Thursday, August 4, 2022

Journey Into Strange Tales Atlas/Marvel Horror Comics Issue 66


The Marvel/Atlas 
Horror Comics
Part 51
September 1953 Part II
by Peter Enfantino

Men’s Adventures #23

“”Nothing Is Left Alive!” (a: Howard Post) ★★★

“The Bones…” (a: Mort Lawrence) ★★1/2

“The Drowning Witch” (a: Reed Crandall) ★★★

“The Wrong Body!” (a: Myron Fass) ★

“The Thief!” (a: Larry Woromay & Matt Fox) ★★★

A sadistic plantation owner waits out an invasion of army ants in Africa. The third variation in less than four months on the immensely popular “Leinengen Vs. the Ants” by Carl Stephenson, “Nothing Is Left Alive!” is more notable for its stark and striking artwork by Howard Post, who had a style akin to that of Bernie Krigstein and no other Atlas artist. I’m pleasantly surprised Stan allowed such a rough look into one of his funny books. This was Post’s final pre-code work for Atlas though he’d be back four more times in the post-CCA era.

Lord Emsmere has his ancestors’ bones dug up and moved to his family’s graveyard at his castle in England but, too late, he discovers the buffoons accidentally dug up the grave of a vampire! “The Bones…” is a silly four-pager but, like Howard Post, Mort Lawrence has an art style that distinguishes itself from others in the Atlas bullpen. His characters have exaggerated faces (a la the work of Graham Ingels) and his resurrected vampire skeleton is a hoot.

After an old crone is found guilty of practicing witchcraft, the Captain orders her thrown overboard. Just before she becomes shark-bait, the old woman curses the ship to lie still on a “sea of glass” and “attacked by a beast with taloned claws.” Immediately both curses come true. We find out, from the final panel, that the ship is inside a glass bottle and the “beast” is a common house cat. “The Drowning Witch” might be dopey, but 1950s Reed Crandall should be celebrated and Crandall only contributed twice to the Atlas pre-codes (the previous was the very EC-ish “Like a Chicken Without a Head” in Uncanny Tales #9). The panel of the woman thrusting proof of the old woman’s guilt at her Captain, in the form of her ram-headed baby, is both amusing and startling. Reed Crandall will return to Atlas/Marvel after the ceiling caves in at EC for a further 17 contributions.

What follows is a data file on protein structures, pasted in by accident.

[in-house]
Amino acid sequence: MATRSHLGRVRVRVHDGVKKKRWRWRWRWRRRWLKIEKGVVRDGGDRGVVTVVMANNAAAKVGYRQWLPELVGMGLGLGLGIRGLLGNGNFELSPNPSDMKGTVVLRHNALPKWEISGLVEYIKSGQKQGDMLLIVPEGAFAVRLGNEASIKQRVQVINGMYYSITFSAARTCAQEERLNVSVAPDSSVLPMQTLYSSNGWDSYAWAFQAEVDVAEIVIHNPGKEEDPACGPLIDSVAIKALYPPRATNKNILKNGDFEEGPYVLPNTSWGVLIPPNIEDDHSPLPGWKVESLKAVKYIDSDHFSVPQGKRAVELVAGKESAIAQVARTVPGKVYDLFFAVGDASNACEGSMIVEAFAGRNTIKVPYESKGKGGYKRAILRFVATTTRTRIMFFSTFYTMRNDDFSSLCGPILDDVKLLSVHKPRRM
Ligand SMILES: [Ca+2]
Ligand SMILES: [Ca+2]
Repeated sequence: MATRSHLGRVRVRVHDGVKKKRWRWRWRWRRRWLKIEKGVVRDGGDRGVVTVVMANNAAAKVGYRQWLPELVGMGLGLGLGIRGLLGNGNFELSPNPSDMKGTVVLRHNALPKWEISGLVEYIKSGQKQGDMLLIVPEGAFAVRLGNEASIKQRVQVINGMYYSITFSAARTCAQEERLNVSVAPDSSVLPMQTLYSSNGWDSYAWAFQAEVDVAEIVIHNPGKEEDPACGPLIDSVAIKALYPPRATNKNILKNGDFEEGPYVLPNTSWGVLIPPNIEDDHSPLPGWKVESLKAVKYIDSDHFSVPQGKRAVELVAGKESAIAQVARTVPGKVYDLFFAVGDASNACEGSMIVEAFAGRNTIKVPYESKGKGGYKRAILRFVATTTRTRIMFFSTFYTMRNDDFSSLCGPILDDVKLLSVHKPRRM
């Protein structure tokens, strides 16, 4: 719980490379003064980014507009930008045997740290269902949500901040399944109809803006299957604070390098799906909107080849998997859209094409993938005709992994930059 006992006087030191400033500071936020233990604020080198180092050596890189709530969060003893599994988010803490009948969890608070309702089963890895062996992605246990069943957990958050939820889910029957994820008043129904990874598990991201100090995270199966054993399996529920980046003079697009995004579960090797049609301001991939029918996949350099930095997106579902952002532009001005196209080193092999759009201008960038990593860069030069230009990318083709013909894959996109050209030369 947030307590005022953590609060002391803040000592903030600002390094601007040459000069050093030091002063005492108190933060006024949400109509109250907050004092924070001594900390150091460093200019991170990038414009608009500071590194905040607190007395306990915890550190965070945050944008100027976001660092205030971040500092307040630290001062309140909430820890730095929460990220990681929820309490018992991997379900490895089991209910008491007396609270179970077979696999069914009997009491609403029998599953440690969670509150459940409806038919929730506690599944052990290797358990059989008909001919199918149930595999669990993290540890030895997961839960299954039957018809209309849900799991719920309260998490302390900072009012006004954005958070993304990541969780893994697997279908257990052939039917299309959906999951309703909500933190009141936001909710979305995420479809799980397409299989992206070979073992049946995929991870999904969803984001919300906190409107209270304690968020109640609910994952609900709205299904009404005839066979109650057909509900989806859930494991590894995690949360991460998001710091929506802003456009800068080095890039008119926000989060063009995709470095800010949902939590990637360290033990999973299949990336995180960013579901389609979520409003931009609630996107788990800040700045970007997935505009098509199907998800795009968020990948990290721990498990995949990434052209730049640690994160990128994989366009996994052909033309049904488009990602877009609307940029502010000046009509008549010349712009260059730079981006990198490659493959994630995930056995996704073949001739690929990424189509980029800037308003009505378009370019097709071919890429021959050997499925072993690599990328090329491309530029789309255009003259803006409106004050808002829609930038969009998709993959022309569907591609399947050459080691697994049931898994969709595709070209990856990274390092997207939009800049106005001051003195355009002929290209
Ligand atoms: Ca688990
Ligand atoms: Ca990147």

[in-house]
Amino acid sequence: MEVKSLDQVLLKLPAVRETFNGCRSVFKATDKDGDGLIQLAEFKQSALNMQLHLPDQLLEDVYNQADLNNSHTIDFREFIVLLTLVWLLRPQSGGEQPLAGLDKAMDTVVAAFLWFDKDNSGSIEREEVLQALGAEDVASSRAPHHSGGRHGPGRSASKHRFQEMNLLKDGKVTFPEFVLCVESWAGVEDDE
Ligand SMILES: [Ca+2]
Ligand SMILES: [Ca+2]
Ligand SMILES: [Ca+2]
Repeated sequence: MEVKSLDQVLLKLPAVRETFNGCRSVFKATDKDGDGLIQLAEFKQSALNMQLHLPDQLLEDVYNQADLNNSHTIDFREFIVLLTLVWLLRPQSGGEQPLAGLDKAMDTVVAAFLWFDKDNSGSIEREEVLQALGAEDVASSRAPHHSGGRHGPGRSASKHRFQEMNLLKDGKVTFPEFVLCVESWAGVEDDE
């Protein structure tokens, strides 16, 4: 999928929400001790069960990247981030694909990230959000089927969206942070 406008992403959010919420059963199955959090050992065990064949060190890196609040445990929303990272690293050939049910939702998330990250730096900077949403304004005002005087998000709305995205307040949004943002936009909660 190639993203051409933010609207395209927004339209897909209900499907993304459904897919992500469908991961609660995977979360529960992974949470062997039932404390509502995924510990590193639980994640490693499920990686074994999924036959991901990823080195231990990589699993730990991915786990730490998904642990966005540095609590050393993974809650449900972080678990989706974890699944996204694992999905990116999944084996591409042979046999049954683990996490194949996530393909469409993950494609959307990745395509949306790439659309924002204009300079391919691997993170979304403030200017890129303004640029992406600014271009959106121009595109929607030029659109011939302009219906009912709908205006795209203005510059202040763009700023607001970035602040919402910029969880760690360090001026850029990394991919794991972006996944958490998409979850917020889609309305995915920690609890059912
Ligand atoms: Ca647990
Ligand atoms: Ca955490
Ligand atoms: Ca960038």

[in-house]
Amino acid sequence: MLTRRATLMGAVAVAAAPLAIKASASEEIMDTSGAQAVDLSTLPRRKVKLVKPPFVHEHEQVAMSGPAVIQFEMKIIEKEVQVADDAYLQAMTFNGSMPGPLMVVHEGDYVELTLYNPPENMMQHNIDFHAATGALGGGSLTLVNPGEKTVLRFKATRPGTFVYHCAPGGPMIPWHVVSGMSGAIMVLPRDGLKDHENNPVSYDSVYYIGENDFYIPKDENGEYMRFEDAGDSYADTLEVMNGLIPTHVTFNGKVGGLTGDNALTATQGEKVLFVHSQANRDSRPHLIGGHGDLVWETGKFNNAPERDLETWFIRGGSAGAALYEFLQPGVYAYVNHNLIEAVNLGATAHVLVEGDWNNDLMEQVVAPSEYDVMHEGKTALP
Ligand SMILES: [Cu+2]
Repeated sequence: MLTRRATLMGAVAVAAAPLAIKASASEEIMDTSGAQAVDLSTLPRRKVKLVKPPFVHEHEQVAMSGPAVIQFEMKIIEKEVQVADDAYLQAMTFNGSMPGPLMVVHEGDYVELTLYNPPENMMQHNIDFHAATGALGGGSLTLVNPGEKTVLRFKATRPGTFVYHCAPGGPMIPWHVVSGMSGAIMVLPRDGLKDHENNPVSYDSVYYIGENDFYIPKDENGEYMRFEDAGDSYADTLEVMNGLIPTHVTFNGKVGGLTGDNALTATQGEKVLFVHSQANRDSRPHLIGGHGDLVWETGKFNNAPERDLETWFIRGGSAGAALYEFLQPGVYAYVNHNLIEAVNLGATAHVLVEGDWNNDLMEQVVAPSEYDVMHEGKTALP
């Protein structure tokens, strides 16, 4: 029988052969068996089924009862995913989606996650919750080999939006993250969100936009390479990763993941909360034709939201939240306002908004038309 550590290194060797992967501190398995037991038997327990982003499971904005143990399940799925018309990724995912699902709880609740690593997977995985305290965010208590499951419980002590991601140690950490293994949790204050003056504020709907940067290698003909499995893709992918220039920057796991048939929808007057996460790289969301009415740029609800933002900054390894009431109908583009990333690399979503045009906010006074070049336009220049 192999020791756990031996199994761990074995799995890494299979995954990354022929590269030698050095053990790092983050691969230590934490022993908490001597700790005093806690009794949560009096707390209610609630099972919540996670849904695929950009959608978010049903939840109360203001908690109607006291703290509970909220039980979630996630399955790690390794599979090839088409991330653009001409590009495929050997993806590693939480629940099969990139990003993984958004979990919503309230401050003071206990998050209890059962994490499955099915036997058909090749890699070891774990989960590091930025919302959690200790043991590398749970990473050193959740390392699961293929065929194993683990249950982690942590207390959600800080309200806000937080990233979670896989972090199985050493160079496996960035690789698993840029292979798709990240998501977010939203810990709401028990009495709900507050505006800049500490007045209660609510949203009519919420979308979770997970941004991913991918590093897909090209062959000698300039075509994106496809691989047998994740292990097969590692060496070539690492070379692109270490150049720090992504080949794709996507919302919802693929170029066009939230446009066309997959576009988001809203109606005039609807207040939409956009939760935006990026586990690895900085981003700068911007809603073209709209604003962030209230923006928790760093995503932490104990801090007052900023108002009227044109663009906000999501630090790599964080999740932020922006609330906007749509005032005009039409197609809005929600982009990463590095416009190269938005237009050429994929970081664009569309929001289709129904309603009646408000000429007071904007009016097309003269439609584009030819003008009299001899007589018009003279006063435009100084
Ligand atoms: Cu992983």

Hired muscle Beggs is ordered to kill a man named Benny Haskell but the big dope has never killed anyone. Trying to figure out how he can get out of the job, Beggs sits on a park bench and overhears two college boys discussing the radical experiments their professor is conducting. The egghead is convinced he can swap brains between two consenting adults. Bingo! The answer to his prayers! So Beggs goes to see Professor Hargrave at the University and the old goat tells the goon his timing is impeccable; he already has another guinea pig waiting for a brain transfer. The operation goes without a hitch and Beggs wakes up in his new body; the body of… (you guessed it) Benny Haskell. As he runs from the college in fear, Beggs/Benny is gunned down by (you guessed it) Benny Haskell in Beggs’s body. A supremely dumb thriller with awful art by Myron Fass, “The Wrong Body” is very tough to get through. Fass’s art sticks out like a pink toilet when compared to the other five artists this issue.

Gustave has a rare coin stolen from his collection and he begs the German police to find “The Thief!” who stole it before something bad happens. The cops are naturally skeptical but they listen to Gustave’s story: the coin, which belonged to Judas, at first brings good luck to its owner but then systematically destroys that life. The coin, Gustave explains, was handed down from Nero to Attila the Hun to Kaiser Wilhelm and the next owner shall surely live through the same grief all past owners have endured. The police excuse Gustave, have a good laugh, and examine the picture of the man Gustave believes took the Judas coin — a little man with a funny mustache named Schickelgruber. The coins Judas was paid to betray Christ sure seems like a very adult theme for a funny book (in fact, religious themes were very rarely dealt with by any of the publishers) but I’m glad Stan had the spine to give it a try. Doesn’t hurt to have Matt Fox on board, either.

Mystery Tales #15

“The Little Monster” (a: Bill Benulis & Jack Abel) ★★★★

(r: Where Monsters Dwell #28)

“SHHHH!” (a: Dick Ayers & Ernie Bache) ★

(r: Journey Into Mystery #10)

“The Vampire’s Coffin!” (a: Tony DiPreta) ★★1/2

(r: Tomb of Darkness #12)

“The Man in the Tank!” (a: Everett Raymond Kinstler) ★★★

(r: Crypt of Shadows #10)

“Johnny’s Last Jump!” ★★

(r: Where Monsters Dwell #31)

Joe and Helen discover a disgusting, slimy alien creature in their living room and Joe empties his .45 into the thing to no avail. Preparing to be eaten, the couple are surprised when the monster tells them it just needs a place to stay and it’ll pay handsomely for the room and board. As proof, whenever Joe or Helen think about a possession they’d like to have, the item appears right before them. Joe offers the thing their guest room but the creature opts for the cold, dank basement. After several weeks of living high on the hog, Joe and Helen are dismayed to learn their new friend will be returning to his home planet but that he’ll be back with several friends in the future. The happy couple wave at the monster as it levitates up into the sky, remarking about how easy it was to have the thing around, never having to feed it, as we see a backyard filled with human skeletons.